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Overall Happiness Leads to Better Sleep, Study Reports

Update Date: Apr 29, 2013 12:42 PM EDT
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Getting a good night's rest has been linked to improved moods and performance levels for the day after. Although research has looked into this relationship, the reverse has not been studied as frequently. According to a new study, being happy and more optimistic on a particular day can lead to a better sleeping experience. This new finding suggests that the relationship between sleep and happiness is a cycle, in which either one can lead to the other.

The researchers from Cornell University evaluated the data of 100 middle-aged volunteers who were a part of a longitudinal study analyzing midlife within the United States. The data was compiled through telephone interviews regarding the participants' daily life activities, which measured for subjective and objective sleeping habits. The study also measured individual levels of positive and negative emotions that were derived based on personality traits and how those traits assisted with reactions to daily activities. As was predicted, the team found that people with generally happier outlooks on life have better overall sleeping experiences. The researchers also concluded that people who were more reactive or vulnerable to external events despite being happier had poorer sleeping experiences.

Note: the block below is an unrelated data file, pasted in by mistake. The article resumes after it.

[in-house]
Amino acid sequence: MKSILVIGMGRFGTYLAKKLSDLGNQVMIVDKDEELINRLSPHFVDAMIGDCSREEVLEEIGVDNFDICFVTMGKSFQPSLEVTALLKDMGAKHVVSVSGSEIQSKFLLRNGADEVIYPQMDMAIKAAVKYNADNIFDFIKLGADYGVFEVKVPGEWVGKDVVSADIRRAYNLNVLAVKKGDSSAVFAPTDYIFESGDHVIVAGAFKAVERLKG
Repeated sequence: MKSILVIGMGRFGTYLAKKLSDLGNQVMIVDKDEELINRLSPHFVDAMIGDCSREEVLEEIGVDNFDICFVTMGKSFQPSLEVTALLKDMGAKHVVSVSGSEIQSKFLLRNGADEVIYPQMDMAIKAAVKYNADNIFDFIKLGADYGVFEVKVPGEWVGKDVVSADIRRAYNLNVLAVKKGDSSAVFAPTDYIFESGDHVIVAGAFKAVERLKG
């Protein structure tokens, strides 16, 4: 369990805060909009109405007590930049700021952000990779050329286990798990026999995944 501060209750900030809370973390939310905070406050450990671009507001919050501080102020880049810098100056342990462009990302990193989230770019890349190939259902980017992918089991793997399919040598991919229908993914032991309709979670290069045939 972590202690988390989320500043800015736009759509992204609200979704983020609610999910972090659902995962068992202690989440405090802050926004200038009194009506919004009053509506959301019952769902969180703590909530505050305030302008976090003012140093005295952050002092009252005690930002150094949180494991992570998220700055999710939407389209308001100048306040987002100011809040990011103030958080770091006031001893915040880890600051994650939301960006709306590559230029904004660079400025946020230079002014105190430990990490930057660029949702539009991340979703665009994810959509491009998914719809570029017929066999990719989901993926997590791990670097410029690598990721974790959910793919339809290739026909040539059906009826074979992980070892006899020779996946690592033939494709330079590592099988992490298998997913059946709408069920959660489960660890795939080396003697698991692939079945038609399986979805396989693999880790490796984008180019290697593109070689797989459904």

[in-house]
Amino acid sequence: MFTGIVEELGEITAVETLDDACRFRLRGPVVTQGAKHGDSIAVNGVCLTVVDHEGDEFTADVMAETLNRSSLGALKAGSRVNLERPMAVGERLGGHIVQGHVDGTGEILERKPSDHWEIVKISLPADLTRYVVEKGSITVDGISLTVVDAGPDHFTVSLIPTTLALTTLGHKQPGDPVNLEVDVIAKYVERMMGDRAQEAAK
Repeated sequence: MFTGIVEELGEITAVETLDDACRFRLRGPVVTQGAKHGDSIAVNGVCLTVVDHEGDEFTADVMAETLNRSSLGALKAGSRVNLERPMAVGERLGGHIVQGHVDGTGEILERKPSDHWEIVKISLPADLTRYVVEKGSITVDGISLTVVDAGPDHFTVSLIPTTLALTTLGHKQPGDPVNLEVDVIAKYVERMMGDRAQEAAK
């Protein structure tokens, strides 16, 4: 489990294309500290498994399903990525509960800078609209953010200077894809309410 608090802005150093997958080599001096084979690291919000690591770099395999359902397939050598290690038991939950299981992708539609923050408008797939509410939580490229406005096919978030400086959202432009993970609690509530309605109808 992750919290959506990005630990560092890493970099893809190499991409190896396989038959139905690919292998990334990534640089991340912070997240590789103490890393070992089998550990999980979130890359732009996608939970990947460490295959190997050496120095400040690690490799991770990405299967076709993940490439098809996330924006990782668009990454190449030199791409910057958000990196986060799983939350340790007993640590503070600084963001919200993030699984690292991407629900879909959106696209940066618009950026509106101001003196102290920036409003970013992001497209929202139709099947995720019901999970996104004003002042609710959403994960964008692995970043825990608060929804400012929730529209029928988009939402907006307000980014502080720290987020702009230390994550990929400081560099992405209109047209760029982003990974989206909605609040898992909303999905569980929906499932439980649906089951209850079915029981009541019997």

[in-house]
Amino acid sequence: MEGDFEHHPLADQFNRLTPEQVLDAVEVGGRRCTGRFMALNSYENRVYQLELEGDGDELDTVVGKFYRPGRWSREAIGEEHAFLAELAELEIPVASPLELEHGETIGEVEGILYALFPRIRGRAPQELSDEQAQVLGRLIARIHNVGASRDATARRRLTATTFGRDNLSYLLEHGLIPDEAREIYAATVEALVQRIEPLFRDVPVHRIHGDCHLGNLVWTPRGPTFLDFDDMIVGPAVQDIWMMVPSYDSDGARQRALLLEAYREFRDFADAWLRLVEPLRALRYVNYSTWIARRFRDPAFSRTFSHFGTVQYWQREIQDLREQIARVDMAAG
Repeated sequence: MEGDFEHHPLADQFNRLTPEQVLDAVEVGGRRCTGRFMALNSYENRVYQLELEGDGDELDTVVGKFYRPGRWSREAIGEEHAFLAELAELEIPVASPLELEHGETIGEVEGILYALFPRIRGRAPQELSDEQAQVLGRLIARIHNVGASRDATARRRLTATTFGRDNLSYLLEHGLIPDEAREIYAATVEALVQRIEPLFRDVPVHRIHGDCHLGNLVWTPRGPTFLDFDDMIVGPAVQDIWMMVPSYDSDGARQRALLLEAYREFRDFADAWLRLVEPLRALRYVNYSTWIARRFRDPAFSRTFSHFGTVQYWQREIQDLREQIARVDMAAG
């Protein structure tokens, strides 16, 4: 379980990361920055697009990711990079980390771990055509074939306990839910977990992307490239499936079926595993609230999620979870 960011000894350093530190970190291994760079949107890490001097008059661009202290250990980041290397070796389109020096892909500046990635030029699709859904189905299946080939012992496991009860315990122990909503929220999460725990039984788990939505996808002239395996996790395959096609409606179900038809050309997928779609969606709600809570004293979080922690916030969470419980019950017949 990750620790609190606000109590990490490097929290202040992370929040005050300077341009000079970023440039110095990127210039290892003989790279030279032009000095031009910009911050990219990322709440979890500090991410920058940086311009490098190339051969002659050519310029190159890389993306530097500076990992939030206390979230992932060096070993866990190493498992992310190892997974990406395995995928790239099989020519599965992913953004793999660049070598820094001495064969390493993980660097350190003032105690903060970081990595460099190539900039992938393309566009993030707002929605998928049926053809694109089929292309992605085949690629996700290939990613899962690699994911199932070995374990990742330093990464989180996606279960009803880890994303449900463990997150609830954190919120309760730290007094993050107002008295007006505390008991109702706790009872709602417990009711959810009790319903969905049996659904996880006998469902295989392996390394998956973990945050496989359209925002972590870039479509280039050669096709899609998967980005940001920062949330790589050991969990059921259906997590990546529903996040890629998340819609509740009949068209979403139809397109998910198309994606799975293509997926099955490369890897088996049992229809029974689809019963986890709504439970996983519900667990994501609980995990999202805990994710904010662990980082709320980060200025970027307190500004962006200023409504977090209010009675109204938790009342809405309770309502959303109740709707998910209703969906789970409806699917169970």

"Previous research suggests that the experience of joy and happiness may slow down the effects of aging by fortifying health-enhancing behaviors such as restorative sleep," said author Anthony Ong, an associate professor of human development in the College of Human Ecology. "Our study extends this research by showing that whereas possessing relatively stable high levels of positive emotion may be conducive to improved sleep, unstable highly positive feelings may be associated with poor sleep because such emotions are subject to the vicissitudes of daily influences. These findings are novel because they point to the complex dynamics associated with fragile happiness and sleep that until now have been largely attributed to unhappy people."

The study, entitled "Linking Stable and Dynamic Features of Positive Affect to Sleep," was published in the Annals of Behavioral Medicine.

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